HE the Ambassador indicated that the international communitys rejection of these heinous crimes was evident in the General Assembly establishing the International, Impartial and Independent Mechanism to assist in the investigation and prosecution of persons responsible for the most serious crimes in Syria since March 2011.
HE Permanent Representative of the State of Qatar to the United Nations Ambassador Sheikha Alya Ahmed bin Saif Al-Thani pointed out that the State of Qatar continues to develop and update national legislation related to weapons of mass destruction in line with its obligations under the agreements it has joined.
HE the Ambassador referred to the framework of close cooperation between the State of Qatar and the Organisation for the Prohibition of Chemical Weapons (OPCW), as the National Committee for the Prohibition of Weapons, in cooperation with the OPCW, organized during the period from 4-6 February 2020, at the Doha Regional Center for Training on Agreements Related to Weapons of Mass Destruction, the international training course on medical management of chemical injuries at the scene of the event. The training witnessed the participation of 11 experts representing states party to the Chemical Weapons Convention, in addition to OPCW experts and those involved in state institutions.
HE the Ambassador added that despite the positive results achieved in the field of disarmament and its impact on peace, security, and stability in many regions of the world, the Middle East region still lacks security and stability, expressing the State of Qatar's grave concern about the lack of remarkable progress to evacuate the Middle East region from nuclear weapons, failure to implement the obligations arising from the outcomes of the 1995 NPT Review Conference, the steps of the 2000 Review Conference and the 2010 Action Plan, as well as the failure of the 2015 NPT Review Conference.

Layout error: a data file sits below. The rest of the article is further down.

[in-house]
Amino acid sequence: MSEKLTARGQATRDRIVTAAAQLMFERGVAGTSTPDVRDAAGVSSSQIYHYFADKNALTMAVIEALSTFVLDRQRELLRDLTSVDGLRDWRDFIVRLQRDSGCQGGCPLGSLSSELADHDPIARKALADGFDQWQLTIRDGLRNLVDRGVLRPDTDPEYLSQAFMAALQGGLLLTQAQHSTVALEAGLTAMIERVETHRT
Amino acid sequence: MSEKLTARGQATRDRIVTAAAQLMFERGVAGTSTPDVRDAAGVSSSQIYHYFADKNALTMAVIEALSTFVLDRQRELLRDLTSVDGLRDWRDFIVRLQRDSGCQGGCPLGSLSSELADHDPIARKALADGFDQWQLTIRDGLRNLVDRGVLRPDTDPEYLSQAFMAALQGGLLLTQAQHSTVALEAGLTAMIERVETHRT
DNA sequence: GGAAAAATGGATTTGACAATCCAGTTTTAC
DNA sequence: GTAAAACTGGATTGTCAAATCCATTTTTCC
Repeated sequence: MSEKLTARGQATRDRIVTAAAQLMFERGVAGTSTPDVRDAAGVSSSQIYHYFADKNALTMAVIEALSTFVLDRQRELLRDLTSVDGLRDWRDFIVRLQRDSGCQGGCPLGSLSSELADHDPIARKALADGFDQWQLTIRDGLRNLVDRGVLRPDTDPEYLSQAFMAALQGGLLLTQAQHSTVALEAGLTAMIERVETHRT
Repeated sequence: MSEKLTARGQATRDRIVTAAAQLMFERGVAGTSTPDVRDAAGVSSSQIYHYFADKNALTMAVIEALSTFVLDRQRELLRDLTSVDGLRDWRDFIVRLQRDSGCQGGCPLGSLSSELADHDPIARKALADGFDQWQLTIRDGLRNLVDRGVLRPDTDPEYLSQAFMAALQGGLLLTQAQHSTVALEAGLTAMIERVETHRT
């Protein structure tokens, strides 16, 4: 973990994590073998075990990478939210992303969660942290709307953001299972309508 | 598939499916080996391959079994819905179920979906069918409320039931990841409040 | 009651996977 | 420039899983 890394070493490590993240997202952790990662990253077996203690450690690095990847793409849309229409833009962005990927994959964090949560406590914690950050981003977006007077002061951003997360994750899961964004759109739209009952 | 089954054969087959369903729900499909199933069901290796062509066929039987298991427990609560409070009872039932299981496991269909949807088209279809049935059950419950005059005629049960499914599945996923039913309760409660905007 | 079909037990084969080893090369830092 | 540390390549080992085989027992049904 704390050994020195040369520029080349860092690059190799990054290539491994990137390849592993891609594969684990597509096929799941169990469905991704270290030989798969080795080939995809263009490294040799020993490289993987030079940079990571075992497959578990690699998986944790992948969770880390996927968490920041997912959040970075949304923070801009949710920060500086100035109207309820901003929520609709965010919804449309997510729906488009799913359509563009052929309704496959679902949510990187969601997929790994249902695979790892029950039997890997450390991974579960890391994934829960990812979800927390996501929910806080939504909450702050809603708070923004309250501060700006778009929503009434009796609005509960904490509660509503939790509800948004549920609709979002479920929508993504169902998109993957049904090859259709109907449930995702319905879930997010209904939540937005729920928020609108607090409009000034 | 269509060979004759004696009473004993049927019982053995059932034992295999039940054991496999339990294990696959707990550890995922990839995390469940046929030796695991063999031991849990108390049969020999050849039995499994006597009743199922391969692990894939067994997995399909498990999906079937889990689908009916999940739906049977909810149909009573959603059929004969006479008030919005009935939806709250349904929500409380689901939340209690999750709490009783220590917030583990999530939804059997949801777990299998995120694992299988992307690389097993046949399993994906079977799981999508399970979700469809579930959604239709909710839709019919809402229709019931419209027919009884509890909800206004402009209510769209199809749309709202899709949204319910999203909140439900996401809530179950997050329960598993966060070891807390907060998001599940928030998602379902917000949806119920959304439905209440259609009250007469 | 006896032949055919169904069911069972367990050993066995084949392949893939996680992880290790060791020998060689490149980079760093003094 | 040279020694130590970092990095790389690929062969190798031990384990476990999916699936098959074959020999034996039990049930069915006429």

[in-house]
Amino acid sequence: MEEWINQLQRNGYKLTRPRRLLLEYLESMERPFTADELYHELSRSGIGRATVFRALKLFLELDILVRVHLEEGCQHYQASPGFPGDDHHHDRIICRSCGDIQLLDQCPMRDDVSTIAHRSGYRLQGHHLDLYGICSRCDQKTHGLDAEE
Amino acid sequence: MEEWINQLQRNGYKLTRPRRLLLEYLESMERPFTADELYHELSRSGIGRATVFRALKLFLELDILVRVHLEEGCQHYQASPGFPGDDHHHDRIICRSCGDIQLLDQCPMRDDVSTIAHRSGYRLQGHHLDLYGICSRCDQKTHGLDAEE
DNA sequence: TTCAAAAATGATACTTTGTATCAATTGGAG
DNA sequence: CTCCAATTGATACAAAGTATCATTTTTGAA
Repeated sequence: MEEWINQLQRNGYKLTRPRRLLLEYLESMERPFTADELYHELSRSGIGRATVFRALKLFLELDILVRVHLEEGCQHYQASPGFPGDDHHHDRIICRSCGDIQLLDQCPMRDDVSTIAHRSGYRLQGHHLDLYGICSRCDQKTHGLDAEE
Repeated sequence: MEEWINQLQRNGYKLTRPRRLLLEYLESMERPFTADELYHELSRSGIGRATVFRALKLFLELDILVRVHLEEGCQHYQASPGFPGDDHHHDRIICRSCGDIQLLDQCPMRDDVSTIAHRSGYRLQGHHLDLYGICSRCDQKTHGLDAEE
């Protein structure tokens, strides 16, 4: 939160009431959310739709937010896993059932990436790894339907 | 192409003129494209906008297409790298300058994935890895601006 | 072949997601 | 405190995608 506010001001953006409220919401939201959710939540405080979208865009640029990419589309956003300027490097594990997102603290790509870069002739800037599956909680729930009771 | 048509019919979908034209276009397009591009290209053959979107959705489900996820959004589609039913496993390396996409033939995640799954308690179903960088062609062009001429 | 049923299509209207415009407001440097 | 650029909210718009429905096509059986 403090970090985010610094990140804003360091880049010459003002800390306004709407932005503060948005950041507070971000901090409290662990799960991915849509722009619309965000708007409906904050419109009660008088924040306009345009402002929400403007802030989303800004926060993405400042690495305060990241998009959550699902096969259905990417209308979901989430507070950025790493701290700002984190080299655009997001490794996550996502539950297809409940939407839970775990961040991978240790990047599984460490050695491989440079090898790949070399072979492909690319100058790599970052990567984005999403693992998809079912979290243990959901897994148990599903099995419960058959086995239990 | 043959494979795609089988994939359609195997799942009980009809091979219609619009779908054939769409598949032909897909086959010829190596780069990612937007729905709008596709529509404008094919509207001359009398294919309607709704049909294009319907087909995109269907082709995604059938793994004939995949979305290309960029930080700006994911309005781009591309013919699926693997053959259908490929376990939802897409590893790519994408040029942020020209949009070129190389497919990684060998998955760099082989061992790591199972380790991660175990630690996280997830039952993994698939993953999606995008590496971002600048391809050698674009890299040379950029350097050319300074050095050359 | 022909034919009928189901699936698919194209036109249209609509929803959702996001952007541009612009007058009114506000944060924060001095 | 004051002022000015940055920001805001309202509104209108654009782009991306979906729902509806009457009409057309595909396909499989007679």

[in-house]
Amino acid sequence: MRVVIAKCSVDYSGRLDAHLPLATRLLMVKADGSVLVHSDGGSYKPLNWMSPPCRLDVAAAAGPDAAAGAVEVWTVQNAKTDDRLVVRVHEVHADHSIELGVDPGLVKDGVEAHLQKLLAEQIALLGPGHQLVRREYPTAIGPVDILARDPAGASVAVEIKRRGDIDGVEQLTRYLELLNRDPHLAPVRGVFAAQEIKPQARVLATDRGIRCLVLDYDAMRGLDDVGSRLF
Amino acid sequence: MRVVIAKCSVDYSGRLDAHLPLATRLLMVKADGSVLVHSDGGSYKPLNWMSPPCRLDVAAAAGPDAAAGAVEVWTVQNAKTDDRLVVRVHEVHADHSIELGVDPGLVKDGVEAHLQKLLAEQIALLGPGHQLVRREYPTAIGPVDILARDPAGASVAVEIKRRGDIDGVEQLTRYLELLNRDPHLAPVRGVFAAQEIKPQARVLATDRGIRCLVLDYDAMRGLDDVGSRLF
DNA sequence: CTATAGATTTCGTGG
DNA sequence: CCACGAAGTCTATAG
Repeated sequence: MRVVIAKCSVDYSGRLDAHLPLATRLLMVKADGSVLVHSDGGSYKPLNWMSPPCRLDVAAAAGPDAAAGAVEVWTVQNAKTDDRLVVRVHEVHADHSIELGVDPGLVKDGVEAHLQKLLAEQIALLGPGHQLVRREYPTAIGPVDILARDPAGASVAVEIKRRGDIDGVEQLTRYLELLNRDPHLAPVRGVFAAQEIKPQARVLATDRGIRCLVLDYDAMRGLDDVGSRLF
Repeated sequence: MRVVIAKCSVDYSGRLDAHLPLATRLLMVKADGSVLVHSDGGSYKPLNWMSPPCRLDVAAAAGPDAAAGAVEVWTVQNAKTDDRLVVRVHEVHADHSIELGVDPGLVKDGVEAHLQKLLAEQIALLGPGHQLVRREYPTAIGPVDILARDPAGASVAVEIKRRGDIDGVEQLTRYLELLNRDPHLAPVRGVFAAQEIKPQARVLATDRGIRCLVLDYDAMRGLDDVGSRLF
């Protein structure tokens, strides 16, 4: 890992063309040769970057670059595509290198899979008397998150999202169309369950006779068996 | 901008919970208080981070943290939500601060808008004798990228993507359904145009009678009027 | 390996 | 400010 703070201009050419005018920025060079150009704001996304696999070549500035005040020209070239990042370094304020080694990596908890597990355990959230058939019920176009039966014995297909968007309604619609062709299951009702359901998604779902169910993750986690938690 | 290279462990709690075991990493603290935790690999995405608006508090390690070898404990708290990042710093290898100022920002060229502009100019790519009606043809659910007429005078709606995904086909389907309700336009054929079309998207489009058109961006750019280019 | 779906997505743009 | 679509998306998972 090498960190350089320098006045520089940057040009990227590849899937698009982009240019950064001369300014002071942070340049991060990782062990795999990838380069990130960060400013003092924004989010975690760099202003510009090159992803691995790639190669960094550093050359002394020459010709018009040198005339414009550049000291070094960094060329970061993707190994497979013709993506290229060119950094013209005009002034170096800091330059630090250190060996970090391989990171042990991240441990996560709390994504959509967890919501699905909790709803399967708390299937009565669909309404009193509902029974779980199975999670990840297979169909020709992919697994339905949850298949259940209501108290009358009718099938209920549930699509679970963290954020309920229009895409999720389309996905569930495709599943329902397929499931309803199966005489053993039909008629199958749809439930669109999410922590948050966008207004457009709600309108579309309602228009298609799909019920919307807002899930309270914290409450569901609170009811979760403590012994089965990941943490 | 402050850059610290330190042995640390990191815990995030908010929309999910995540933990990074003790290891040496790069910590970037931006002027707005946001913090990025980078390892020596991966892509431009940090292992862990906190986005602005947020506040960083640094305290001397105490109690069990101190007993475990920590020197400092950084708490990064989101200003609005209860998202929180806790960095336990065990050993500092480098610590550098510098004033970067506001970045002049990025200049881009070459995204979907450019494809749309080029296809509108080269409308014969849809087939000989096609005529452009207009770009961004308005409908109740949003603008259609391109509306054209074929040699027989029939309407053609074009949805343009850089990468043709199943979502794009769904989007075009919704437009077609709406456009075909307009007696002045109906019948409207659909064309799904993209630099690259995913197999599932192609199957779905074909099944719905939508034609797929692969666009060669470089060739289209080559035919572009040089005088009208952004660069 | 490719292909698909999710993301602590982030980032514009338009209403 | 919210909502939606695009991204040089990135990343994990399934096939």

HE the Ambassador reiterated the State of Qatar's support for holding the second session of the UN conference on establishing a free zone of nuclear weapons and other weapons of mass destruction in the Middle East in 2021, expressing the State of Qatar's aspiration for the cooperation of all countries in the region to achieve this goal, in the service of its people and in a way that enhances international peace and security.
HE the Ambassador pointed out that the spread of the COVID-19 pandemic demonstrated the urgent need for international cooperation, especially in countries experiencing armed conflicts and post-conflict societies, reiterating the State of Qatar's emphasis on the importance of responding to the UN Secretary-General's call for a ceasefire in all around the world to fight this pandemic in a way that contributes to achieving international peace and security.
In the conclusion of her statement, HE the Ambassador affirmed the State of Qatar's commitment to its responsibility as a state party to international instruments in the field of disarmament and a partner in the international efforts to achieve international peace and security.